Question: As soon as possible, our business intends to stop covering certain contraceptive services under the company's health plan, which is compliant with the Employee Retirement Income Security Act (ERISA).
The owners have strongly held religious beliefs against contraception and have been using the accommodation process whereby the insurer has provided contraceptive coverage to participants and beneficiaries outside of the group health plan. The owners, however, now wish to revoke the accommodation and exclude certain contraceptive coverage under the plan. Do we need to inform participants and beneficiaries about this change?
Answer: Yes, advance written notice is required to inform plan participants and beneficiaries of the revocation of the accommodation. And it's important for employers to fully understand the regulatory background behind such a decision.
The Affordable Care Act generally requires, as part of women's preventive health services, that nongrandfathered, nonexcepted group health plans provide — without cost-sharing — coverage for all contraceptive methods approved by the Food and Drug Administration, as prescribed by an in-network health care provider.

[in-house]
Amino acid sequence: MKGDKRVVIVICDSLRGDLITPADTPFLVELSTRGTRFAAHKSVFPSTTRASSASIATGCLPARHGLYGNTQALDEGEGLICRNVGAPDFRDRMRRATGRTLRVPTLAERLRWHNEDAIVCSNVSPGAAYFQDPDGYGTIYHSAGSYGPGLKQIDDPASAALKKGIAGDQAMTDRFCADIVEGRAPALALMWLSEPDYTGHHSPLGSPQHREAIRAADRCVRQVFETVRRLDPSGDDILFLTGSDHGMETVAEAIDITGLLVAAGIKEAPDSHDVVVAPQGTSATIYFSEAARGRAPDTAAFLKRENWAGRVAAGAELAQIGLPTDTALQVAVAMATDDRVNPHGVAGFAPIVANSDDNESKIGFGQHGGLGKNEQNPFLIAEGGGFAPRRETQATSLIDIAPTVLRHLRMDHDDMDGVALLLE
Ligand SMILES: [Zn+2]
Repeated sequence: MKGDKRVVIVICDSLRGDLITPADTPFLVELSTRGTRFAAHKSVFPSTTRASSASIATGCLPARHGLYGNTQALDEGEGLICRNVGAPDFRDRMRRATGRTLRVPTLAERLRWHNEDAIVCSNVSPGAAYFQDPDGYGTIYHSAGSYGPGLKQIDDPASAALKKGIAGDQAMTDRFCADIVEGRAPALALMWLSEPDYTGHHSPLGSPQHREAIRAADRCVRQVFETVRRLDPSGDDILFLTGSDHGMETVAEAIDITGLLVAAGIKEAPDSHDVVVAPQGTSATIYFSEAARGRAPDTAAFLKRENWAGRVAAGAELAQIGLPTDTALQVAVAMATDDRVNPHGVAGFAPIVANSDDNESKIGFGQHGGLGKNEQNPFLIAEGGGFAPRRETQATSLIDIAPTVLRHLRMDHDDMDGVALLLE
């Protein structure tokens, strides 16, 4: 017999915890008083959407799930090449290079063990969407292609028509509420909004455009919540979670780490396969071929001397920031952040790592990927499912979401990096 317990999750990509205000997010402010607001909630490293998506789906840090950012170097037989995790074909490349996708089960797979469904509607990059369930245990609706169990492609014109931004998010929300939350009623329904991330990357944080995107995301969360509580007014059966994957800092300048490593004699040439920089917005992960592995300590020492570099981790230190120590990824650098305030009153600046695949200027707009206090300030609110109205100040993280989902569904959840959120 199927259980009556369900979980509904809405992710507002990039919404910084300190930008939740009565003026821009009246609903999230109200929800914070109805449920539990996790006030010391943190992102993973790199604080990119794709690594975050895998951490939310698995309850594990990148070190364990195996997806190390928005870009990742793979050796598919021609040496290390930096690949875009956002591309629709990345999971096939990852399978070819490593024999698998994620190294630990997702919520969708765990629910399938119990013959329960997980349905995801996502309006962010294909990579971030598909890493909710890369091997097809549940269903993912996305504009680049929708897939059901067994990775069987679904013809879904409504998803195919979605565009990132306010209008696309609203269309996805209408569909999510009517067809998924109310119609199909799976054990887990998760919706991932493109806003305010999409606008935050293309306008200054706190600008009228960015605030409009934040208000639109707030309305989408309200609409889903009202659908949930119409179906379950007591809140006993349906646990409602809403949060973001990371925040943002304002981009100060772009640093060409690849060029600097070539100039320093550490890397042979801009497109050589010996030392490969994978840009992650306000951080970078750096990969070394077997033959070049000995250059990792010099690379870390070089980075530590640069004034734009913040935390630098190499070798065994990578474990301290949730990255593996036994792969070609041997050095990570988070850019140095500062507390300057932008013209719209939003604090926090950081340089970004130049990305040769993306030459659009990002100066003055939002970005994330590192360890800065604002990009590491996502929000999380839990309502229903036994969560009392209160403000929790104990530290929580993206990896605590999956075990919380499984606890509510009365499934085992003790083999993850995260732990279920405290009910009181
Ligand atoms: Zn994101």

As mentioned in your question, previous guidance allowed certain employers asserting religious objections to contraceptives to avoid the coverage mandate by engaging in an accommodation process under which an insurer or third-party administrator arranged for the contraceptive coverage. Regulations issued in October 2017 expanded the exemption for objecting employers, so that they no longer need to use the accommodation process to avoid the coverage mandate.
The regulations state that eligible employers that want to revoke their use of the accommodation process must provide written notice to participants and beneficiaries. If the change will be effective as of the beginning of a plan year, participants and beneficiaries must be notified at least 30 days before the first day of the plan year in which the revocation will become effective.
Alternatively, the change can be effective during a plan year so long as written notice is given at least 60 days before the effective date of the change. The change and notice must be consistent with other applicable law and contract provisions regarding modification of benefits.
Broadly, ERISA requires that a group health plan summary plan description (SPD) describe the extent to which the plan covers preventive services, including contraceptive services.
This means that your plan's SPD will need to describe the exclusion of any contraceptive services going forward. Note that other disclosure requirements may also apply — for example, under state insurance law applicable to health insurers.
Guidance on this topic continues to evolve, and there have been ongoing court challenges to the scope and nature of the exemptions and accommodations. It is important for a business like yours to monitor further developments.
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